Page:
Nicotiana (tobacco) is a genus of 21 to 67 species of perennial herbs and shrubs, including many subspecies, strains, and cultivars. Nicotiana rustica is an annual herbaceous plant that grows up to 80 centimeters tall. The leaves are smaller and more round than those of Nicotiana tabacum. The flowers are yellow, and shorter and smaller than those of its relatives. The plant flowers in June and July. The fruits are round capsules containing tiny red-brown seeds. Various species are used as ornamentals, insecticides, and for smoking (Ratsch 1998, 377).
Nicotiana plants are native to North and South America, and are found quite commonly in the Andes (45 species), and Polynesia and Australia (21 species). The two commercially important species are Nicotiana tabacum, cultivated in warm areas for smoking tobacco, and Nicotiana rustica, cultivated mainly for insecticidal use. Both species are believed to be of hybrid origin. N. rustica is best propogated from seeds – one may simply scatter the seeds over loose soil, and the plants will grow. In temperate areas, seeds must be sown between March and May. The Huichol say that the plant grows best in soil fertilized with the ashes of burned trees (Ratsch 1998, 377).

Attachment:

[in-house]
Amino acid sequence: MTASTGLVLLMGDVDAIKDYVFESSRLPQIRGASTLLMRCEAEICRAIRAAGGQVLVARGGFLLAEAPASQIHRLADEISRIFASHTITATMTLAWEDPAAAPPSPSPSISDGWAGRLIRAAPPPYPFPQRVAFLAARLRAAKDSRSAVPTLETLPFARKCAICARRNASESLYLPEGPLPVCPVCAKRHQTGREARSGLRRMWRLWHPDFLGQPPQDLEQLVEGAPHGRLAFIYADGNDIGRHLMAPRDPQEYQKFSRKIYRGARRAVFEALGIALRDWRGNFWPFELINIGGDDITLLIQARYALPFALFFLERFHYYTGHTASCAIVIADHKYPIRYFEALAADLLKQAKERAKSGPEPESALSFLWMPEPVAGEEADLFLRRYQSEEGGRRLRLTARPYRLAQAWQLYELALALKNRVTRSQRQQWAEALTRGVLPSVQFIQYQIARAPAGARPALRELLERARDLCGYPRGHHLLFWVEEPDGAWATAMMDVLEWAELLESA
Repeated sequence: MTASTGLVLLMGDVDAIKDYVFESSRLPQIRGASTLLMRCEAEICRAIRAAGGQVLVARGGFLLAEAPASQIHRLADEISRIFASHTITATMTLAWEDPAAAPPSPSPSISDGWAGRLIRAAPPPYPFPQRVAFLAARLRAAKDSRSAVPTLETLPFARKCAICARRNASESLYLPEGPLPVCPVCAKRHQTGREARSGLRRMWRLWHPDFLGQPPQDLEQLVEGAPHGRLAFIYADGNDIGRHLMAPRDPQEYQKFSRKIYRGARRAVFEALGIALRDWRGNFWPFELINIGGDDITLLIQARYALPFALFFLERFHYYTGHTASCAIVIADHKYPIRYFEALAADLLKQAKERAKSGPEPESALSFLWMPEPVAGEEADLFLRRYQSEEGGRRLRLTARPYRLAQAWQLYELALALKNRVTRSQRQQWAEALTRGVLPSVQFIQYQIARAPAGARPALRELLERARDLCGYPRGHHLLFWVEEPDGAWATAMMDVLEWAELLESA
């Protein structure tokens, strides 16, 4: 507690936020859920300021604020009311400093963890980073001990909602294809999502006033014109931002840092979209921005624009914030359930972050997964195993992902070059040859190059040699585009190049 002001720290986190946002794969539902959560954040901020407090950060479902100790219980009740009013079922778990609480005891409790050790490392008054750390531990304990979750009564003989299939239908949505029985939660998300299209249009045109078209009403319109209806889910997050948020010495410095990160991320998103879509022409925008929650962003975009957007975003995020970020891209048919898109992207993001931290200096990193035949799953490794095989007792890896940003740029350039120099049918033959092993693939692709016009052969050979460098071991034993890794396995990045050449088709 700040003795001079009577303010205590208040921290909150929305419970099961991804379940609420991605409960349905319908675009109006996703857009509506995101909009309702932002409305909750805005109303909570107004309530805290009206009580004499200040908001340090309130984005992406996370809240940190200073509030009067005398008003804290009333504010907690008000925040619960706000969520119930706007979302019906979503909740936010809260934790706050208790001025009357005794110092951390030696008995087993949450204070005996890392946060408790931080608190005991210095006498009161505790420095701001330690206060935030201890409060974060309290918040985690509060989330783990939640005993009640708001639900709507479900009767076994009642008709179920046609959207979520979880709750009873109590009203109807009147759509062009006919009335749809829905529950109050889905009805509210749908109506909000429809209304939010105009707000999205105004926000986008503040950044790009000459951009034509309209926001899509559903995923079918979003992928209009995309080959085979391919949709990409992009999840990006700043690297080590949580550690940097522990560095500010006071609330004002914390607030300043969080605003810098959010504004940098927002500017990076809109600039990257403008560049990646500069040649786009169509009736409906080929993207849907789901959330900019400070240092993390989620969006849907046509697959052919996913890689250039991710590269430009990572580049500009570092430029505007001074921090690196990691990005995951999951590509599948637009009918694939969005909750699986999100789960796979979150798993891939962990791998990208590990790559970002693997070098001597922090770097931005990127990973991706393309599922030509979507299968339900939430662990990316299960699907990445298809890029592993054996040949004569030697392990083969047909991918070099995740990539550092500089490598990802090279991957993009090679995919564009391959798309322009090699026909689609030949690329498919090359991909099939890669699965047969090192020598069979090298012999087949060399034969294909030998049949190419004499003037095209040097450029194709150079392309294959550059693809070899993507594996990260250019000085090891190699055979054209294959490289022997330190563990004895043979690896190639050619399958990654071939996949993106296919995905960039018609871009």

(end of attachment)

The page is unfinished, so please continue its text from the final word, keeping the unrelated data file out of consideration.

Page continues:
TRADITIONAL USES: The genus Nicotiana gets its name from the French envoy Jean Nicot who sent Nicotiana rustica seeds from Portugal to Paris in 1560, thus promoting awareness of the plant. N. rustica was cultivated for quite some time in Mexico before Westerners showed up. The species appears to have originated through the hybridization and cultivation of various wild forms of tobacco (Schultes & Raffauf 1995).
Nicotiana rustica remains have been found in graves in the Andes dating back to the Tiahuanaco culture. The plant was originally known as Peruvian henbane in Europe, and its psychoactive properties were recognized, though it never received significant recreational popularity there (Bondeson 1972).